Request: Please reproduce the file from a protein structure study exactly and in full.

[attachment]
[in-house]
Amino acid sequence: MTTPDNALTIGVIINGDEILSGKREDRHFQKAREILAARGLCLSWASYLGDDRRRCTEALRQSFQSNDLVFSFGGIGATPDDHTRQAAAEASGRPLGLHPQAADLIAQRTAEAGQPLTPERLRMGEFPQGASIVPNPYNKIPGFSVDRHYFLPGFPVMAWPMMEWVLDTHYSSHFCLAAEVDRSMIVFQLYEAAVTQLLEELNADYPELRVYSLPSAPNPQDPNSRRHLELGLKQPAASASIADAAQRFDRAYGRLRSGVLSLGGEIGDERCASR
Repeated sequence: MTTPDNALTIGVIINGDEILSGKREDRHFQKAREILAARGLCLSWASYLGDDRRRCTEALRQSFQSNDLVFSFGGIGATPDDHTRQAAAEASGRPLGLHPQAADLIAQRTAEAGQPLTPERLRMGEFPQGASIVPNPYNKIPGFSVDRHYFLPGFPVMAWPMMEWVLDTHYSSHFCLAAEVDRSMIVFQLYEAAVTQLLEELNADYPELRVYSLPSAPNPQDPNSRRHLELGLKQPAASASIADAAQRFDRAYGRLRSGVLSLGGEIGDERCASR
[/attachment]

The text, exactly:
[in-house]
Amino acid sequence: MTTPDNALTIGVIINGDEILSGKREDRHFQKAREILAARGLCLSWASYLGDDRRRCTEALRQSFQSNDLVFSFGGIGATPDDHTRQAAAEASGRPLGLHPQAADLIAQRTAEAGQPLTPERLRMGEFPQGASIVPNPYNKIPGFSVDRHYFLPGFPVMAWPMMEWVLDTHYSSHFCLAAEVDRSMIVFQLYEAAVTQLLEELNADYPELRVYSLPSAPNPQDPNSRRHLELGLKQPAASASIADAAQRFDRAYGRLRSGVLSLGGEIGDERCASR
Repeated sequence: MTTPDNALTIGVIINGDEILSGKREDRHFQKAREILAARGLCLSWASYLGDDRRRCTEALRQSFQSNDLVFSFGGIGATPDDHTRQAAAEASGRPLGLHPQAADLIAQRTAEAGQPLTPERLRMGEFPQGASIVPNPYNKIPGFSVDRHYFLPGFPVMAWPMMEWVLDTHYSSHFCLAAEVDRSMIVFQLYEAAVTQLLEELNADYPELRVYSLPSAPNPQDPNSRRHLELGLKQPAASASIADAAQRFDRAYGRLRSGVLSLGGEIGDERCASR